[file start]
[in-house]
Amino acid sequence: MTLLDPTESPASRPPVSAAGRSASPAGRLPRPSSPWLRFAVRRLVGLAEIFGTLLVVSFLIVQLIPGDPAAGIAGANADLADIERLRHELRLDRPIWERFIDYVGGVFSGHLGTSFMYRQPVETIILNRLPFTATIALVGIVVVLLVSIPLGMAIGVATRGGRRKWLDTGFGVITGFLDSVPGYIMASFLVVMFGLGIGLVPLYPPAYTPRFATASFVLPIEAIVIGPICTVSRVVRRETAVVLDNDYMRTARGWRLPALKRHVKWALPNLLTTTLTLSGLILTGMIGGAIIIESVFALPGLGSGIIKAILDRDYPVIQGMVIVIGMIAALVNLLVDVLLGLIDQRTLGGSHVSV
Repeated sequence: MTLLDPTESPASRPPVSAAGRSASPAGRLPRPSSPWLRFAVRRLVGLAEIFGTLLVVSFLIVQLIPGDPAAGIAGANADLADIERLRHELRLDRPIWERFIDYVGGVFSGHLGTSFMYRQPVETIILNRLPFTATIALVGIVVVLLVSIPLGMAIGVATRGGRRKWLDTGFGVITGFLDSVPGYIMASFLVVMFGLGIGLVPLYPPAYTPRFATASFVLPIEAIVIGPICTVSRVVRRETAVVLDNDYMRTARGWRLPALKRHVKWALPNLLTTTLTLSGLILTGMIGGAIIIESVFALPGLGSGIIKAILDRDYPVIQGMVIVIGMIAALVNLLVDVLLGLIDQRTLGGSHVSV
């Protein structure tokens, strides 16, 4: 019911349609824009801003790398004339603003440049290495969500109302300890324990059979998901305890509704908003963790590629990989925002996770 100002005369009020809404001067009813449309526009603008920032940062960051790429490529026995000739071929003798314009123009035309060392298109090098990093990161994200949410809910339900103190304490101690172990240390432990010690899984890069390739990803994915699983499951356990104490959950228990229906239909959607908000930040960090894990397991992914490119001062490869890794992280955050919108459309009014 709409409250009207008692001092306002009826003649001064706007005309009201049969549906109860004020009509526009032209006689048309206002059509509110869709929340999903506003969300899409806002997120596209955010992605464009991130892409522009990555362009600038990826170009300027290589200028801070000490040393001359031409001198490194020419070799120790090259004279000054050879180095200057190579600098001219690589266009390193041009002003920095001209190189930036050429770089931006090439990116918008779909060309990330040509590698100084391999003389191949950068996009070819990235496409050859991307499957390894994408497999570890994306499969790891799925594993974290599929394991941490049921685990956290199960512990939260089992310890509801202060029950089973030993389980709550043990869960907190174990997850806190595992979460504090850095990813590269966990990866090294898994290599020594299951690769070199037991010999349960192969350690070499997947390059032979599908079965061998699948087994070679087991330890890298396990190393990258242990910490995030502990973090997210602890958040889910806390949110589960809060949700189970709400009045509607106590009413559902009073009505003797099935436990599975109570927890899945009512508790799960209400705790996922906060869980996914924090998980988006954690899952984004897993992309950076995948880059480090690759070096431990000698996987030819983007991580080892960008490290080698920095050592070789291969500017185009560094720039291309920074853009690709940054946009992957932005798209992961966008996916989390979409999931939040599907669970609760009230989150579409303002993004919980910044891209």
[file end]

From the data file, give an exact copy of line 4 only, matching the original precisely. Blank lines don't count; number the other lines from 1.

């Protein structure tokens, strides 16, 4: 019911349609824009801003790398004339603003440049290495969500109302300890324990059979998901305890509704908003963790590629990989925002996770 100002005369009020809404001067009813449309526009603008920032940062960051790429490529026995000739071929003798314009123009035309060392298109090098990093990161994200949410809910339900103190304490101690172990240390432990010690899984890069390739990803994915699983499951356990104490959950228990229906239909959607908000930040960090894990397991992914490119001062490869890794992280955050919108459309009014 709409409250009207008692001092306002009826003649001064706007005309009201049969549906109860004020009509526009032209006689048309206002059509509110869709929340999903506003969300899409806002997120596209955010992605464009991130892409522009990555362009600038990826170009300027290589200028801070000490040393001359031409001198490194020419070799120790090259004279000054050879180095200057190579600098001219690589266009390193041009002003920095001209190189930036050429770089931006090439990116918008779909060309990330040509590698100084391999003389191949950068996009070819990235496409050859991307499957390894994408497999570890994306499969790891799925594993974290599929394991941490049921685990956290199960512990939260089992310890509801202060029950089973030993389980709550043990869960907190174990997850806190595992979460504090850095990813590269966990990866090294898994290599020594299951690769070199037991010999349960192969350690070499997947390059032979599908079965061998699948087994070679087991330890890298396990190393990258242990910490995030502990973090997210602890958040889910806390949110589960809060949700189970709400009045509607106590009413559902009073009505003797099935436990599975109570927890899945009512508790799960209400705790996922906060869980996914924090998980988006954690899952984004897993992309950076995948880059480090690759070096431990000698996987030819983007991580080892960008490290080698920095050592070789291969500017185009560094720039291309920074853009690709940054946009992957932005798209992961966008996916989390979409999931939040599907669970609760009230989150579409303002993004919980910044891209």